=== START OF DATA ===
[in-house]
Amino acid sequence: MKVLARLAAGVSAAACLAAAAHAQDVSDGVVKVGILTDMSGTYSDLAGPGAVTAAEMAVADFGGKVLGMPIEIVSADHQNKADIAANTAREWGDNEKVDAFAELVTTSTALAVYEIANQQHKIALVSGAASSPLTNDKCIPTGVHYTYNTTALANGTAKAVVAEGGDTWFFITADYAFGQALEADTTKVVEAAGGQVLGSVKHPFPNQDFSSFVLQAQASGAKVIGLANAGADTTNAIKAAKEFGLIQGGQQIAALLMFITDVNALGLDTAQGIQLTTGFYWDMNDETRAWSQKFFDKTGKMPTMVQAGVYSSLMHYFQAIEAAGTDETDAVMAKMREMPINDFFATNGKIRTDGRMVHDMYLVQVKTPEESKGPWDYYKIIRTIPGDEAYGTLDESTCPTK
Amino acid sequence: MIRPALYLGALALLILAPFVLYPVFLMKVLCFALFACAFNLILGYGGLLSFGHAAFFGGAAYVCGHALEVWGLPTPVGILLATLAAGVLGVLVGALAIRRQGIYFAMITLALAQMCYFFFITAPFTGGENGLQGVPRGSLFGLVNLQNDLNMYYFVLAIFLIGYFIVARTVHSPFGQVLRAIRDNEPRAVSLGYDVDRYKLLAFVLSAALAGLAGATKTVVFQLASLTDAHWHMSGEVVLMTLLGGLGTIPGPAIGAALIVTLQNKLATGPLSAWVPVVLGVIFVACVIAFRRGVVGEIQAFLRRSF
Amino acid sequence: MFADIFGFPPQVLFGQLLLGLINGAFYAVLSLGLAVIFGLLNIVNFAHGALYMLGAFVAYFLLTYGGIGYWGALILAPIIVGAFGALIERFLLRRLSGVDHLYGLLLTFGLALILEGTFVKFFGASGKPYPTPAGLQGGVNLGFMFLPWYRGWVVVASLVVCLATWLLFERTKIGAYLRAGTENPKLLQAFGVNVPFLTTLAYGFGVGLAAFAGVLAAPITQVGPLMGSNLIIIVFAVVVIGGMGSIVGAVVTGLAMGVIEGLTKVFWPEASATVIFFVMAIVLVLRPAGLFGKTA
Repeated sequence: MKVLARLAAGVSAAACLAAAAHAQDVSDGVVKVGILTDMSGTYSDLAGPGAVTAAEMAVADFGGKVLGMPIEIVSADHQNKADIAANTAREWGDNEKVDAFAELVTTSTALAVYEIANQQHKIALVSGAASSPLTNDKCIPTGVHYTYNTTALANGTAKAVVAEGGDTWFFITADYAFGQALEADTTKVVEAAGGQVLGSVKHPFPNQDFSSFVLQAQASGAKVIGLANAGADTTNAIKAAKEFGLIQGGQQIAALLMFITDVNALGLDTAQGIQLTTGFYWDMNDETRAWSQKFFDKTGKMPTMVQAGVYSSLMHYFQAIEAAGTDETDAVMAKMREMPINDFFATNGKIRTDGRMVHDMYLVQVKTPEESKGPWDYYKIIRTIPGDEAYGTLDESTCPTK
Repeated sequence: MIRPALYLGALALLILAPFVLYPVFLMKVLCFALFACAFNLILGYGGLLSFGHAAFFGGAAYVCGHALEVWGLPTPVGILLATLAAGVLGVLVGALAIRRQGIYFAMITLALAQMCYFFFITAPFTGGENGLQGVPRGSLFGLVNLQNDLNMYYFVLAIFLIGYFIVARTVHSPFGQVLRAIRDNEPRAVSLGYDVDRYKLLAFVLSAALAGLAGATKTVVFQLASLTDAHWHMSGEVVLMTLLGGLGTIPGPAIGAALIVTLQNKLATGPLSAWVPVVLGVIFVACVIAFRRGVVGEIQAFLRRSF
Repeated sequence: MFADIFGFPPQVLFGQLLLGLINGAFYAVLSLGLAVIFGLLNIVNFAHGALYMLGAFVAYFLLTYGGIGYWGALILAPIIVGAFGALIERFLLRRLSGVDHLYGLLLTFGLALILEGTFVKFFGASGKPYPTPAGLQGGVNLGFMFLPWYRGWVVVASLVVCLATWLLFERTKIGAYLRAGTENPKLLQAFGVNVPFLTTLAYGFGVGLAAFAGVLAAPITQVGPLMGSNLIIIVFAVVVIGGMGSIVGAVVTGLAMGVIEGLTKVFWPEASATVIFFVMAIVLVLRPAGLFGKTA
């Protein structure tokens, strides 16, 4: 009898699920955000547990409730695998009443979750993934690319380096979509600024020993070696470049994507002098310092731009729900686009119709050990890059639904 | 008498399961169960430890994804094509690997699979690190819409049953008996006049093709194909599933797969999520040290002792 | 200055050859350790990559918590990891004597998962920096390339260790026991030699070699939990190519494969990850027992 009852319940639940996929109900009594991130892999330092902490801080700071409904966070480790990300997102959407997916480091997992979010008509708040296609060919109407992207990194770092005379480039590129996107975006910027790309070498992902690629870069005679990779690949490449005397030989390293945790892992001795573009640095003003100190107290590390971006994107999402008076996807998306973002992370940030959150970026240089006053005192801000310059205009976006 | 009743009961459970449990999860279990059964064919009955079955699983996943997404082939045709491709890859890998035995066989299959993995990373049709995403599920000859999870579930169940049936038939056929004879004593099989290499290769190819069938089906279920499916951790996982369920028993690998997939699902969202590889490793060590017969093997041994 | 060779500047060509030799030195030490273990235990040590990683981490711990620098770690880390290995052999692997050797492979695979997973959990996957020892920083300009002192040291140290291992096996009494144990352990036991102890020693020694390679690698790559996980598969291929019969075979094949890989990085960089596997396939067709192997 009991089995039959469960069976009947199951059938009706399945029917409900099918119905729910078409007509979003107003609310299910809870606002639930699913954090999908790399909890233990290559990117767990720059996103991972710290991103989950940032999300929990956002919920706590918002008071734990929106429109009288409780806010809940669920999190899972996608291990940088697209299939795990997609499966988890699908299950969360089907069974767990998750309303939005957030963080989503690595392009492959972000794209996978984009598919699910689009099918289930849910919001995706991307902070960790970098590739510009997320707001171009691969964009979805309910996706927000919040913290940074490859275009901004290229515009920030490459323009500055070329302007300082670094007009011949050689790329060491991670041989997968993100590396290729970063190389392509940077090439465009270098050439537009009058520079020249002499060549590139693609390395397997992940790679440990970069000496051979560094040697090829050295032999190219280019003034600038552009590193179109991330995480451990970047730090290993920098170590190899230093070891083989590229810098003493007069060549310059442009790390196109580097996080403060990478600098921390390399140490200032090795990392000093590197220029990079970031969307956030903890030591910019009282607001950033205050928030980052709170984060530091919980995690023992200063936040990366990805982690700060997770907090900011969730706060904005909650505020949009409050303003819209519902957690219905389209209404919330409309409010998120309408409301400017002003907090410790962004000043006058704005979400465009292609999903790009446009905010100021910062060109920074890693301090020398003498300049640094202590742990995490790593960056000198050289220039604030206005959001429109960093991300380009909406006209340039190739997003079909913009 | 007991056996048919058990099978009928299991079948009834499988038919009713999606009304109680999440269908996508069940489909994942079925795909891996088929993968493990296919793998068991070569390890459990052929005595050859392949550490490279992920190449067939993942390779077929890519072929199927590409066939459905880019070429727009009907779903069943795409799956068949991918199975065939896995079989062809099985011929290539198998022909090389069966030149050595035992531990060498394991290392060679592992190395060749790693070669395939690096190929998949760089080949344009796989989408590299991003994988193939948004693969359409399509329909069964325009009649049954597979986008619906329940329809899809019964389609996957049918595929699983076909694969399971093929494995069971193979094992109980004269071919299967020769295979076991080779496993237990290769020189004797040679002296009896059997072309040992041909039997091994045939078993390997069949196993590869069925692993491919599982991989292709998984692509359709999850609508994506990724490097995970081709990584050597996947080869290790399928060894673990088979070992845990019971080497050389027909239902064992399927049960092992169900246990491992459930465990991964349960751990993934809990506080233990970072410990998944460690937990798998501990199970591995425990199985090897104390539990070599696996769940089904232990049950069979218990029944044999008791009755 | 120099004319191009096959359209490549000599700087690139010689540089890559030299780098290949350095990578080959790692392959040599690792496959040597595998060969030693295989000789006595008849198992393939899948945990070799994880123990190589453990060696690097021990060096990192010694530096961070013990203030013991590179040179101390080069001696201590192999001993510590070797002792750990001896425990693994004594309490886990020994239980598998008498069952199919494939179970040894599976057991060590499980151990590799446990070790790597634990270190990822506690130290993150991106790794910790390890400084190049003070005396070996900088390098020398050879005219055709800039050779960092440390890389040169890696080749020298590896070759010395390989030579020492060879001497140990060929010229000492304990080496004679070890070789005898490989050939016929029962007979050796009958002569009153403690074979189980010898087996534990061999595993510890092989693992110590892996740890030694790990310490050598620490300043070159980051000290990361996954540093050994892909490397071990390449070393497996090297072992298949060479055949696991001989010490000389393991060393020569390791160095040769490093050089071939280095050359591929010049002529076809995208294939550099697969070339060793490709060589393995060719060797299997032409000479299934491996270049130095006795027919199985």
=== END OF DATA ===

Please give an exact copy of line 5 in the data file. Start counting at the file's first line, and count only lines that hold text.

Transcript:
Repeated sequence: MKVLARLAAGVSAAACLAAAAHAQDVSDGVVKVGILTDMSGTYSDLAGPGAVTAAEMAVADFGGKVLGMPIEIVSADHQNKADIAANTAREWGDNEKVDAFAELVTTSTALAVYEIANQQHKIALVSGAASSPLTNDKCIPTGVHYTYNTTALANGTAKAVVAEGGDTWFFITADYAFGQALEADTTKVVEAAGGQVLGSVKHPFPNQDFSSFVLQAQASGAKVIGLANAGADTTNAIKAAKEFGLIQGGQQIAALLMFITDVNALGLDTAQGIQLTTGFYWDMNDETRAWSQKFFDKTGKMPTMVQAGVYSSLMHYFQAIEAAGTDETDAVMAKMREMPINDFFATNGKIRTDGRMVHDMYLVQVKTPEESKGPWDYYKIIRTIPGDEAYGTLDESTCPTK